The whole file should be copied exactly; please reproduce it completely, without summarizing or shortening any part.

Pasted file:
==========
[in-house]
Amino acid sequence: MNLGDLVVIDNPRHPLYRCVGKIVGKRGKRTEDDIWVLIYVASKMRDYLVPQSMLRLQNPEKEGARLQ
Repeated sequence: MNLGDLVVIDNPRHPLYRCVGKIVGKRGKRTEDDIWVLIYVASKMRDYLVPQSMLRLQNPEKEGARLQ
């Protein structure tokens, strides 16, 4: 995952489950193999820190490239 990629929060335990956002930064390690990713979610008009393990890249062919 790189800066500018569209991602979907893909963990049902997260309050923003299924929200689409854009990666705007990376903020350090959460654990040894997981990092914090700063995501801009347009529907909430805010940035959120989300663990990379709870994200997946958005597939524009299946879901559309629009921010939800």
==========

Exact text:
[in-house]
Amino acid sequence: MNLGDLVVIDNPRHPLYRCVGKIVGKRGKRTEDDIWVLIYVASKMRDYLVPQSMLRLQNPEKEGARLQ
Repeated sequence: MNLGDLVVIDNPRHPLYRCVGKIVGKRGKRTEDDIWVLIYVASKMRDYLVPQSMLRLQNPEKEGARLQ
């Protein structure tokens, strides 16, 4: 995952489950193999820190490239 990629929060335990956002930064390690990713979610008009393990890249062919 790189800066500018569209991602979907893909963990049902997260309050923003299924929200689409854009990666705007990376903020350090959460654990040894997981990092914090700063995501801009347009529907909430805010940035959120989300663990990379709870994200997946958005597939524009299946879901559309629009921010939800």